Cadbury is a British business with nearly 200 years of history. Established in 1824, the company provides chocolate lovers with high quality products, made according to perennial traditions from the best ingredients. Making chocolate, the company has developed hundreds of tastes and types of the product, taking in sight cross-cultural differences and customers’ desires.
Meaning and history
John Cadbury was a Birmingham businessman, trading tea, coffee and chocolate. Partnering with the brother in 1824, he has started a company manufacturing and selling these products, as well as cocoa. His bar brand was made in 1849 to compete with other manufacturers in the city. Their
His sons Richard and George succeeded the business. At the time, they faced financial struggles of the business and a loss of employees. Trying to solve this, they had added more chocolate in the products line, improved the workers’ conditions, and worked on the products quality. This process continued in the following years, and by the beginning of the 20th century, chocolate became the best-selling product of their company.
The company made it through the WWI, providing chocolate to the army. In 1919, Cadbury united with J.S. Fry & Sons, another chocolate leader. They added nuts, fruits, and crèmes in the product line at this time.
In 1969, Schweppes joined forces with Cadbury. This union has finished the family traditions of Cadbury, as Lord Watkinson, the Schweppes leader, got a position of the chairman, while Adrian Cadbury became his deputy and the CEO.
What is Cadbury?
Cadbury is a British company, based in London. It’s best known for high quality chocolate and related products, made of the best ingredients via first class equipment. The company has a 200-year history, throughout which it became the largest and most iconic chocolate manufacturer.
1824 – 1866
Before 1905, the business didn’t have any logotype. They put their nameplates in the ad blocks of gazettes. In the first decades, they were using the ‘Cadbury’s’ inscription with large letters. The first ‘c’ was uppercase and had elongated tails. The ‘a’,’y’, and ‘r’ had small curls at the tips, alongside prominent serifs. Finally, the serif characters ‘d’,’b’, and ‘u’ were equipped with small outshots at the ends. The word was placed in a rounded bar, ornamented with multiple elements coming alongside.
1866 – 1879
The major redesign took place in the 60s. It showed another typeface with all characters uppercase, but the first ‘c’ enlarged. Slim lines were used to write the word. The ‘r’ had a long lower tail with an elegant curl at the end. The characters had received very small serifs. This inscription was often accompanied by a brown background.
1876 – 1905
A more cursive style showed up with a new inscription. It had the first ‘c’ enlarged and equipped with a prominent serif at the upper end. The following ‘a’ had a custom style, while the ‘y’ was rounded at the lower tip. All letters weren’t set up in a single straight line, and the first ‘c’ was lower than the following symbols.
The 1900 lettering had a handwritten typeface with prominent serifs. All letters were uppercase, and they had very bold lines. The first ‘c’ had also gotten its upper tail rounded.
1905 – 1955
The first official logotype was introduced with the new century. The redesign showed a cocoa tree with the leaves styled as multiple bolder or softer circles and other shapes. A thin trunk incorporated a curly ‘y’ symbol inside it. To the left, the designer wrote the rest of the name in a custom bold typeface. Below the whole inscription, they placed the ‘Cadbury Brothers, Limited’ lettering, whereas the first word was uppercase.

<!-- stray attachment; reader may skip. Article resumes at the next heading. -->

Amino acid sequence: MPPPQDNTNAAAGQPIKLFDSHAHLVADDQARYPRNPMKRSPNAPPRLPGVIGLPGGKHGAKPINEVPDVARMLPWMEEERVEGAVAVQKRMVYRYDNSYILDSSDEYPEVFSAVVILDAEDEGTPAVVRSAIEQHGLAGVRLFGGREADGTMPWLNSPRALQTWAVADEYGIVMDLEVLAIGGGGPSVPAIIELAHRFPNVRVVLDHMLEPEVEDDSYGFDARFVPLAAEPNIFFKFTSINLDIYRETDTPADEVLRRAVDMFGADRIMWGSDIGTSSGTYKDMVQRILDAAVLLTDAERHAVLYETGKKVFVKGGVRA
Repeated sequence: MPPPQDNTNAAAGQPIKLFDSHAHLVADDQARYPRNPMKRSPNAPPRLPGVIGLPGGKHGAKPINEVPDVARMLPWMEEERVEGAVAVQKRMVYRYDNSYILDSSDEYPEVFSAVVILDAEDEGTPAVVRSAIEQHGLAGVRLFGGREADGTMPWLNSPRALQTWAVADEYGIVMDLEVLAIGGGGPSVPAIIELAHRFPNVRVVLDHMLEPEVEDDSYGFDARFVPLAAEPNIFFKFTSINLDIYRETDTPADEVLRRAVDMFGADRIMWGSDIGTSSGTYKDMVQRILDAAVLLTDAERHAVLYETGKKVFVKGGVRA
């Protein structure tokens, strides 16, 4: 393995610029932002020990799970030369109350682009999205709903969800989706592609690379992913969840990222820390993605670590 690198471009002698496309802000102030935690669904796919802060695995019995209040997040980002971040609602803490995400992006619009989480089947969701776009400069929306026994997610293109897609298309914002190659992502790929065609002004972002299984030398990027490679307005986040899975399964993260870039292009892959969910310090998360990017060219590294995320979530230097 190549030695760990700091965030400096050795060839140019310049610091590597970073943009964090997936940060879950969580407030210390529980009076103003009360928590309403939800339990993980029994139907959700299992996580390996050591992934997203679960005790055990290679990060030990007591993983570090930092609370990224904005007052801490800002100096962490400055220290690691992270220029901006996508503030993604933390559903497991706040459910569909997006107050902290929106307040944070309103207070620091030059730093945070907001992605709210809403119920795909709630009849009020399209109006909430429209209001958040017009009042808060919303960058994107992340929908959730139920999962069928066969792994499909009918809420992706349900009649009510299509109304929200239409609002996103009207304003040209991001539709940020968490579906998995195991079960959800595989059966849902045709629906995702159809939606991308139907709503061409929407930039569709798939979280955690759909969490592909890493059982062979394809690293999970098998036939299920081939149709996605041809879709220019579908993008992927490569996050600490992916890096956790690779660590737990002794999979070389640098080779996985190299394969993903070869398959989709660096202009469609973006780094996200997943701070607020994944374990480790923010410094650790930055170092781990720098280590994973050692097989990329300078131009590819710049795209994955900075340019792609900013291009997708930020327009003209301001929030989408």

Here’s how it was invented: a famous brand designer and typewriter George Auriol had got an invitation from then-leader of the company named William Cadbury. William wanted to create a special logotype, featuring both the traditions and the customs of the company. And after a series of attempts, George came up with a solution.
1921 – 1960
Alongside the 1905 logo, Cadbury another inscription. It hadn’t played a role of the logotype only, rather it was also an autograph of the owner himself. Cadbury Company put William’s handwritten surname on the products periodically in the first half of the century. There were two versions of this logo: with the ‘s’ apostrophe at the end and without.
1960 – 1985
This logotype also went in two color variants: a darker pink and a brighter one. The brighter inscription was also made a little bit bolder and put in a single horizontal line, to make it more readable.
1985 – 2021
This trouble with reading was solved completely in 1985. The font hadn’t received any dramatic changes, but the letters were grouped and made bolder. However, the new wordmark wasn’t that catching as the previous signatures. So the designers returned them to the modern epoque.
2003 – 2021
2020 – today
The latter name caption has returned to the original 1921 variant, but the company’s marketers added a new color code, making it look more distinctive and rich than before.
This wordmark is colored gradient beige and white. Sometimes, this inscription is based over a dark violet background, which highlights the company’s name as good as the unusual color. Previously, however, they used simpler black and white, or blue/violet and white codes to write the nameplates.
Their nameplate’s typeface consists of handwritten wavy lines, connected to one another. No wonder, because it’s actually a personal signature of William Cadbury, the company owner in the 1920s.